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Mean Justice

3.93  ·  Rating Details  ·  89 Ratings  ·  12 Reviews
Besieged by murder, rape, and the most vile conspiracies, the all-American town of Bakersfield, California, found its saviors in a band of bold and savvy prosecutors who stepped in to create one of the toughest anti-crime communities in the nation. There was only one problem: many of those who were arrested, tried, and imprisoned were innocent citizens. In a work as taut a ...more
Paperback, 688 pages
Published January 1st 2003 by Pocket Books (first published 1999)
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True Crime
407th out of 424 books — 523 voters
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True Crime--Well Written
198th out of 210 books — 201 voters

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Laurie Stoll
Feb 25, 2011 Laurie Stoll rated it it was amazing
Shelves: own
Non-fiction. This book is very well written. The true story leaves you feeling very very angry about all of the truth in this book. I would recommend this book to anyone.
Nov 06, 2015 Lenny rated it it was amazing
Brutally scary true story all about how innocent people can end up behind bars for the rest of their lives. Dishonest cops, lawyers, and judges, attribute to this egregious injustice!
Carrie Schaefer
Dec 02, 2013 Carrie Schaefer rated it it was amazing
This book was hard to put down, but difficult to read at the same time. The subject matter enrages the reader. It is great insight into our justice system and how easily one of us could be snatched out of lives without provocation.
Dec 14, 2009 Kait rated it liked it
Kind of depressing. We put so much faith in the justice system to keep us safe, and here they are chucking innocent people in jail. And poor Pat still ends up getting convicted.
Aug 16, 2009 Felicia rated it it was amazing
Crazy book about the corruption of Bakersfield department of justice!
Sep 20, 2015 Jeanne rated it really liked it
"Alone among government officials, prosecutors operate with little public scrutiny or accountability in deciding who to prosecute and what evidence to share with defense attorneys". Think about that. That would allow for many opportunities of abuse of power and prosecutorial misconduct.

Pat Dunn was railroaded by an over-zealous prosecutor in Kern County, California during a period of law & order hysteria there. The author lays out a convincing case that Dunn never murdered his wife and how,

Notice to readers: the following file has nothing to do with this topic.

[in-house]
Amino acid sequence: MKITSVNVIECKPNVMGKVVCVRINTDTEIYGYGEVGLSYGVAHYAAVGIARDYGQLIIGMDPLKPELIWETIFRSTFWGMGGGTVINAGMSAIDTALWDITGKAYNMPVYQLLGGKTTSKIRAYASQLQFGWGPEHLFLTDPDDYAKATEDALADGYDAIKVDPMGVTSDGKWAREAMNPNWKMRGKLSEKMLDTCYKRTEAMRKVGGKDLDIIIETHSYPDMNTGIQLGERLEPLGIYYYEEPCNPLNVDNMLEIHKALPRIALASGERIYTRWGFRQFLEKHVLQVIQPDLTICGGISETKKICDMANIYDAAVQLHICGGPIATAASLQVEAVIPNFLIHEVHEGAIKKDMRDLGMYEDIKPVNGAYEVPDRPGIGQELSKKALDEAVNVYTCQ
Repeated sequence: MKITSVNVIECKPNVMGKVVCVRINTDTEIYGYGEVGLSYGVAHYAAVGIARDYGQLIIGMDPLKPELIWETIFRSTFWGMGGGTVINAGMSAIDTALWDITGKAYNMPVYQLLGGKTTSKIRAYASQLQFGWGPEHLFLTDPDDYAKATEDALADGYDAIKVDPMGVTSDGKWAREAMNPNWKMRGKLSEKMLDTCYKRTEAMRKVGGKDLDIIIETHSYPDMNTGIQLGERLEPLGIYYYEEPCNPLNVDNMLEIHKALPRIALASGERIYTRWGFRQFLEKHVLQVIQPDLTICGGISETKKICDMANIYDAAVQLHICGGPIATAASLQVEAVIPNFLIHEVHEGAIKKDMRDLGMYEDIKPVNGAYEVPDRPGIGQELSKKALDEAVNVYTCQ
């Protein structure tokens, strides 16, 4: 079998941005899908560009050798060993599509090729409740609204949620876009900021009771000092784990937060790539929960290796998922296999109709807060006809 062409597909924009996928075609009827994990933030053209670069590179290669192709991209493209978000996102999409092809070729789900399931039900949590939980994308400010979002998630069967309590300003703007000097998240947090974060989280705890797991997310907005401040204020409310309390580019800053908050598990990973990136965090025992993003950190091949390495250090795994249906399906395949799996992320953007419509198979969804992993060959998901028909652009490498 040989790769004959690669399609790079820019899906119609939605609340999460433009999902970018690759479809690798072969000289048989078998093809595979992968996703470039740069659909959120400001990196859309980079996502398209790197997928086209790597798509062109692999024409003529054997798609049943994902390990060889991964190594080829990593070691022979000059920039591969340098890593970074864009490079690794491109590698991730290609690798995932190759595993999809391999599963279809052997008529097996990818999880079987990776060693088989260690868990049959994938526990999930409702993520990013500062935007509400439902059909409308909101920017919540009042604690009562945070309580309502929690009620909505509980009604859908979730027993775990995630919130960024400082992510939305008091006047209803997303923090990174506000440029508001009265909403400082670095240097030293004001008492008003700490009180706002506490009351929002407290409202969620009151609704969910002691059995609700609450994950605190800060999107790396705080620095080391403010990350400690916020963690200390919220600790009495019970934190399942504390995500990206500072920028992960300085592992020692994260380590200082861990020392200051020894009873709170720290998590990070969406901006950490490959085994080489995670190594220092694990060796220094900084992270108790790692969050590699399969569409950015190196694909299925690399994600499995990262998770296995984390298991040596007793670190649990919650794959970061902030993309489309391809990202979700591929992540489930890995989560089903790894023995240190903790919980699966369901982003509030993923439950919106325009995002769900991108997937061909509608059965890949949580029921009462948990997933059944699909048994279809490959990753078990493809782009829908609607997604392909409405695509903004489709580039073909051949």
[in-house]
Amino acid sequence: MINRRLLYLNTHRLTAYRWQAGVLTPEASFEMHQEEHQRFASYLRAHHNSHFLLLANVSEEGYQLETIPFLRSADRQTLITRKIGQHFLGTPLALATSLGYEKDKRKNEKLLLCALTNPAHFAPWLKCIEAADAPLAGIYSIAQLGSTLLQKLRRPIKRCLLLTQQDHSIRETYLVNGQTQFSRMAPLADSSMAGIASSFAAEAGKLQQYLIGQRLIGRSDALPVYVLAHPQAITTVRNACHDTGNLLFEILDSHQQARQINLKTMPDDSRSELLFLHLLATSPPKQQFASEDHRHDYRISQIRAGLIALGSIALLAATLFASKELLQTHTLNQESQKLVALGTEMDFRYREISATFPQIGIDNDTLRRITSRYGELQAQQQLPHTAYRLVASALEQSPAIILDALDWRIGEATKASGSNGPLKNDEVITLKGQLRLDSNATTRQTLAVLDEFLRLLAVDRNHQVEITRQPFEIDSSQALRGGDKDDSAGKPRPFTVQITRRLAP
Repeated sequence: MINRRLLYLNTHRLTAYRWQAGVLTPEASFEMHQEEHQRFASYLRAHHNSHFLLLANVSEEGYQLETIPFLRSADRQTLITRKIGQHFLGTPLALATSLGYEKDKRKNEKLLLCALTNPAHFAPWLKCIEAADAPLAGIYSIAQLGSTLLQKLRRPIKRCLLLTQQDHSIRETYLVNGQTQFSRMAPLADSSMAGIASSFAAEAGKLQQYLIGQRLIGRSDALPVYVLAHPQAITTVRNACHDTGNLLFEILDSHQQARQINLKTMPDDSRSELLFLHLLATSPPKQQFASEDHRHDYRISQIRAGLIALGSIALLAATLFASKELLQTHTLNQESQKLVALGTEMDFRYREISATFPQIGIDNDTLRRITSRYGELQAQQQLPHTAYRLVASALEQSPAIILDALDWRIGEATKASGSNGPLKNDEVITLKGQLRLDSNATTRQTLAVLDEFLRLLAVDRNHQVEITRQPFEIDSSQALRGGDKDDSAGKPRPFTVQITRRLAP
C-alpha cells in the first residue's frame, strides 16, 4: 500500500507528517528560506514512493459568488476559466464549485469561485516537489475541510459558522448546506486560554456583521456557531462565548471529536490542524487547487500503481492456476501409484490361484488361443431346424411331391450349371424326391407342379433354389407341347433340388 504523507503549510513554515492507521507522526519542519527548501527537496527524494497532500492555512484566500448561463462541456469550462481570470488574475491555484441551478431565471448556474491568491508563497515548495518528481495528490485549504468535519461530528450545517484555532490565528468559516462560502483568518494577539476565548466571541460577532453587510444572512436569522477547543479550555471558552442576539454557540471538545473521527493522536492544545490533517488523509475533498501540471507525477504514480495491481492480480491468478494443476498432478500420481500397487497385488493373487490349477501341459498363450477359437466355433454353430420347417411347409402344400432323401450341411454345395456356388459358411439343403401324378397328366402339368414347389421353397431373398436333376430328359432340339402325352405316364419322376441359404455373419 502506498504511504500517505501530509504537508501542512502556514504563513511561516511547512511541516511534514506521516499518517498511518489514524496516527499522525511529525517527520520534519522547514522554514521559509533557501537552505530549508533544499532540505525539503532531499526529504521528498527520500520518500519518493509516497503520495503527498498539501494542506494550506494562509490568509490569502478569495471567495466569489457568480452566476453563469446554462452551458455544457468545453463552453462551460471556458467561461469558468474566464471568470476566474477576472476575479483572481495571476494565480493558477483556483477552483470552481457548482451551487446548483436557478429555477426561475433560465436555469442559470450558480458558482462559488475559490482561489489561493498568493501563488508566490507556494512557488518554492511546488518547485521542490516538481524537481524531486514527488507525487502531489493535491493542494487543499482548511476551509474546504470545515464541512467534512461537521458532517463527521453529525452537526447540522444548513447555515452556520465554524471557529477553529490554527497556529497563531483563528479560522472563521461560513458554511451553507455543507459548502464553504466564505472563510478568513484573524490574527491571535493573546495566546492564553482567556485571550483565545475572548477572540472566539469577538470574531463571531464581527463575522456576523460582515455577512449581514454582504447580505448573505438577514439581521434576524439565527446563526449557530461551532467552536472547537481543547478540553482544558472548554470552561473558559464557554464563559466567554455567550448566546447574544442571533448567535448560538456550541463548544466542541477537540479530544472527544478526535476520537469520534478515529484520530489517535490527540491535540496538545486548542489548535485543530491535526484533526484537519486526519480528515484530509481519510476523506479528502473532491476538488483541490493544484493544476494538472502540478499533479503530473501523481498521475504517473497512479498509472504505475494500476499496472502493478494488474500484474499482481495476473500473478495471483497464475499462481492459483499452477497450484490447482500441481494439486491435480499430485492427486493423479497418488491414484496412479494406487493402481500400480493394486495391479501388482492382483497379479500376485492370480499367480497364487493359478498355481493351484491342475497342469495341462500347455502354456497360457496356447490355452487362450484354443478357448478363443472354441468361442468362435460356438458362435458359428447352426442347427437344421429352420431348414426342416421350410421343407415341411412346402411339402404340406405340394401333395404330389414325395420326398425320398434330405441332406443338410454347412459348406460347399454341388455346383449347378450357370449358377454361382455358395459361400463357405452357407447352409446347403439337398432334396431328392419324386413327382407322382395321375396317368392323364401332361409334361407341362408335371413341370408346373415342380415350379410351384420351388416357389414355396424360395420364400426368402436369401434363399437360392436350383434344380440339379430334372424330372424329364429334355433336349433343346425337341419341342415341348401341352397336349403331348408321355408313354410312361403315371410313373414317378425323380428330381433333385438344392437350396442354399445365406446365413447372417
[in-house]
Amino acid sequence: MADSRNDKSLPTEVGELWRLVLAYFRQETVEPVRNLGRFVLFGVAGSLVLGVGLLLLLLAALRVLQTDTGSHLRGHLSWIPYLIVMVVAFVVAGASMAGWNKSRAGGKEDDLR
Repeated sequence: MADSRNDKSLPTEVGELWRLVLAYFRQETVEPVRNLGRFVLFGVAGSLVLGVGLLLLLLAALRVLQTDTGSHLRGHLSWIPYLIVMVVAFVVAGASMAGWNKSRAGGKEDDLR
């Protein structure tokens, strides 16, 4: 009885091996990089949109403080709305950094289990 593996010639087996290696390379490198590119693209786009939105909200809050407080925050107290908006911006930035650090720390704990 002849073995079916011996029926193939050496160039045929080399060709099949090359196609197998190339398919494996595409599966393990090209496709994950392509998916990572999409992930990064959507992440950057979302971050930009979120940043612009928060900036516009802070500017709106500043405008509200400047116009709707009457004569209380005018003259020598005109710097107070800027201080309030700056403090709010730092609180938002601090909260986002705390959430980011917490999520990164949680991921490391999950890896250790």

Dennis Littrell
Apr 29, 2010 Dennis Littrell rated it it was amazing  ·  review of another edition
Shelves: true-crime
Humes, Edward. Mean Justice: A Town's Terror, a Prosecutor's Power, a Betrayal of Innocence (1999)*****
Injustice in a California town

True crime writer Edward Humes (Mississippi Mud 1994, et al) takes apart the criminal justice system in Bakersfield, California and Kern County. The main story is about Pat Dunn, convicted in 1993 of murdering his wife for her money. The evidence was slight and relied heavily on a heroin addict's testimony, a career criminal who had gotten a deal to testify. Humes
Kat Young
Jun 29, 2012 Kat Young rated it liked it
I liked reading about the miscarriages of justice, and how the quest for being 'tough on crime' can lead to witch hunts and over-zealousness, but the writing was just too redundant and repetitive. Many of the set-ups did not really lead to a payoff.
Jane Morris
May 11, 2011 Jane Morris rated it really liked it
About misguided legal systems(prosecutors and police) that sometimes are more concerned about convictions than the truth and rights of the accused. Interesting, frightening, but bogged down in the middle.
Jun 17, 2010 Michael rated it it was amazing
Great read on the spirit of justice in Kern County
Sep 21, 2013 Darren rated it really liked it
It wasn't too bad. First book that I read by this author.
Jul 07, 2012 Dani rated it really liked it
One of the most frightening books I've read.
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Edward Humes, a Pulitzer Prize-winning journalist, is the author of nine books of nonfiction, most recently, Monkey Girl: Evolution, Education, Religion, and the Battle for Americas Soul and Over Here: How the G.I. Bill Transformed the American Dream. His next book, "Eco Barons: The Dreamers, Schemers, and Millionaires Who Are Saving Our Planet," will be out next year."
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